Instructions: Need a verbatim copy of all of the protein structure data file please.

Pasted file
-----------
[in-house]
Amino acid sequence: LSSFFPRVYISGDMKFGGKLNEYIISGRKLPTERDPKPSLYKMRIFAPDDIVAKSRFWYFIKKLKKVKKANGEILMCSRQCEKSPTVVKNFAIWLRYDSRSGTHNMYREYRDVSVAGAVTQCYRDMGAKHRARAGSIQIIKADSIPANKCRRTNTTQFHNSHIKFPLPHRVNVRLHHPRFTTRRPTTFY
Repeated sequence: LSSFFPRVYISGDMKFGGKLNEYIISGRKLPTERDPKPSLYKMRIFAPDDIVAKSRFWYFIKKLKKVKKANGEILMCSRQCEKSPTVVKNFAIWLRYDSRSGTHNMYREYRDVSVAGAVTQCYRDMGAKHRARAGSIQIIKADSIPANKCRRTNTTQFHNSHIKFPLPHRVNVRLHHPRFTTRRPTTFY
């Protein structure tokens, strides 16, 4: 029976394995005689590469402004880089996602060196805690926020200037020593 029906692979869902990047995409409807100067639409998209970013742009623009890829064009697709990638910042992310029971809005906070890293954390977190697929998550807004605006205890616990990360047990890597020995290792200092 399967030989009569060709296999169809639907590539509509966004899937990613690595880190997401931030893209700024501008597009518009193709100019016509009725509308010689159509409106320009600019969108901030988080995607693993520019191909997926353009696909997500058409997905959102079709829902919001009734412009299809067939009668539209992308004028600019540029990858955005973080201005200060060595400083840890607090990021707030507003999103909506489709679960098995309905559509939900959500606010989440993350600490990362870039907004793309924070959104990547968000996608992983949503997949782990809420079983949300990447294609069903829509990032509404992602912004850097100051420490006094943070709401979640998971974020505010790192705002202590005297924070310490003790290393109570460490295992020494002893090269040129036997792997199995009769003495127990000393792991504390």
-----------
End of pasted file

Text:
[in-house]
Amino acid sequence: LSSFFPRVYISGDMKFGGKLNEYIISGRKLPTERDPKPSLYKMRIFAPDDIVAKSRFWYFIKKLKKVKKANGEILMCSRQCEKSPTVVKNFAIWLRYDSRSGTHNMYREYRDVSVAGAVTQCYRDMGAKHRARAGSIQIIKADSIPANKCRRTNTTQFHNSHIKFPLPHRVNVRLHHPRFTTRRPTTFY
Repeated sequence: LSSFFPRVYISGDMKFGGKLNEYIISGRKLPTERDPKPSLYKMRIFAPDDIVAKSRFWYFIKKLKKVKKANGEILMCSRQCEKSPTVVKNFAIWLRYDSRSGTHNMYREYRDVSVAGAVTQCYRDMGAKHRARAGSIQIIKADSIPANKCRRTNTTQFHNSHIKFPLPHRVNVRLHHPRFTTRRPTTFY
């Protein structure tokens, strides 16, 4: 029976394995005689590469402004880089996602060196805690926020200037020593 029906692979869902990047995409409807100067639409998209970013742009623009890829064009697709990638910042992310029971809005906070890293954390977190697929998550807004605006205890616990990360047990890597020995290792200092 399967030989009569060709296999169809639907590539509509966004899937990613690595880190997401931030893209700024501008597009518009193709100019016509009725509308010689159509409106320009600019969108901030988080995607693993520019191909997926353009696909997500058409997905959102079709829902919001009734412009299809067939009668539209992308004028600019540029990858955005973080201005200060060595400083840890607090990021707030507003999103909506489709679960098995309905559509939900959500606010989440993350600490990362870039907004793309924070959104990547968000996608992983949503997949782990809420079983949300990447294609069903829509990032509404992602912004850097100051420490006094943070709401979640998971974020505010790192705002202590005297924070310490003790290393109570460490295992020494002893090269040129036997792997199995009769003495127990000393792991504390």